Thursday, September 18, 2014

I Never Tell My Story The Same Way Twice

Recently, upworthy, a click-bait wed site, decided to highlight an old-ish documentary I was a part of, Limbo. I for one thought it was hilarious how they dug it up and got some clicks out of it. There was a cool minute of folks seeing it for the first time and recognizing me. I'm proud to have done this documentary and I'm always happy to share it when appropriate with others, but something about Upworthy just bugs me the wrong way. It feels like my work is being taken for someone else's purposes, as if they're not sharing it correctly, that make sense? Nother thing I started to think about was how I never told the same story twice. I catered to different crowds, but more than anything I just got at "telling my story." I've practiced it so many times that I knew which points to hit and at what crowds to not only engage the audience, but to fuck with people too. They expect you to be all sob story and inspirational because you've over come adversity, but I'd be up there telling jokes and being all casual about it, because that's how I am. For example.....

In this video, which was made a year ago, I am completely being myself and purposely doing what you see me doing in those pics. Why? cause fuck it, that's why. I'm not trying to look "cool" or show off, nah. At that point I was just tired of the same old rhetoric that is that of the "DREAMERS" movement. I've since long stopped identifying that way and have moved beyond it because of the complexities of the human experience. But I ain't gonna lie, I ham that shit up hahaha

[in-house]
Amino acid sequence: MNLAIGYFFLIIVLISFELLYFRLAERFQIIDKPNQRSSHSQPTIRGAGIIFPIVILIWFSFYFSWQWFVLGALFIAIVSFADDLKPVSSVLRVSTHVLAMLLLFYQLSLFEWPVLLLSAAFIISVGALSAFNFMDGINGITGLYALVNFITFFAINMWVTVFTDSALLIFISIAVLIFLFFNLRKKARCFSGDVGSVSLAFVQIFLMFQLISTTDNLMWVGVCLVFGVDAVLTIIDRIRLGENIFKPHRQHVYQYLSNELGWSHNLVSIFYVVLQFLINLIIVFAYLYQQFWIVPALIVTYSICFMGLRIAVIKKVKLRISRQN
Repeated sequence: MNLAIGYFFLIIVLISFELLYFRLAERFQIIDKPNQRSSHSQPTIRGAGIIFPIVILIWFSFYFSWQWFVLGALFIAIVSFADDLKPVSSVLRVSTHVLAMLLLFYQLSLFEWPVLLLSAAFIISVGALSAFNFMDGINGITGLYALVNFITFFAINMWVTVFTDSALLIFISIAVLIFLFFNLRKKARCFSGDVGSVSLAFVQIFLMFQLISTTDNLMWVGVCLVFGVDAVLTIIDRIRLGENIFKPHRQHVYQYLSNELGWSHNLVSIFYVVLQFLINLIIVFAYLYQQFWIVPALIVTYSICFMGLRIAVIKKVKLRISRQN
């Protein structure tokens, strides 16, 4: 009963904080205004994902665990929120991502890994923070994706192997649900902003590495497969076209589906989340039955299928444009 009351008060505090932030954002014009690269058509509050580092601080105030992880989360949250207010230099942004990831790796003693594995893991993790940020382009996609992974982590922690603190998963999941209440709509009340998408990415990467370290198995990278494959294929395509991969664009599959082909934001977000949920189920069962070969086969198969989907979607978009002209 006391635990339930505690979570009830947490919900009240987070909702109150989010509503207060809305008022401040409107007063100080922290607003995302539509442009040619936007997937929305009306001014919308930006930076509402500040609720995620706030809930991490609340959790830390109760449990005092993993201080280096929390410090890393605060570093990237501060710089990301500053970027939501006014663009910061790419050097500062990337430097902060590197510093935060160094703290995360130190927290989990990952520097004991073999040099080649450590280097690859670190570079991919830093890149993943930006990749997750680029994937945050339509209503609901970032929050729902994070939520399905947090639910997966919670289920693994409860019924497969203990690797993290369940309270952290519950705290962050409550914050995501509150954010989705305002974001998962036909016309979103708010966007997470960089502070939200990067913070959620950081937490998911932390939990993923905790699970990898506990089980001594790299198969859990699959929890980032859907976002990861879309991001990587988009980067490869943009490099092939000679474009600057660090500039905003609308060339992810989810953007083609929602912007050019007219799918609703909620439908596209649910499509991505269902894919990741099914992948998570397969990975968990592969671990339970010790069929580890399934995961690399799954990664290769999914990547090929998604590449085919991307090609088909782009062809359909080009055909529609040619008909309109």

Monday, September 01, 2014

Life Lessons from Riding a Bicycle

I've had a bike for as long as I can remember. As a kid, I would ride around the neighborhood with friends until I was called home. I would go around knocking over garbage cans on pick up days. I would go to the store or just ride around the block. I've also had numerous bikes on the count that I would be careless with them. It wasn't until I got tired of skating that I became serious about riding. What started out as a need of being able to get around, blossomed into a love for everything cycling.

I was beginning to connect with friends and spaces that used bicycles as a point to connect to larger, systematic issues of in equality, harassment, lack of equal representation and advocacy. I never heard the phrase 'accidental environmentalist' until I started becoming part of those spaces and I realized how just riding my bike was another tool to organize with.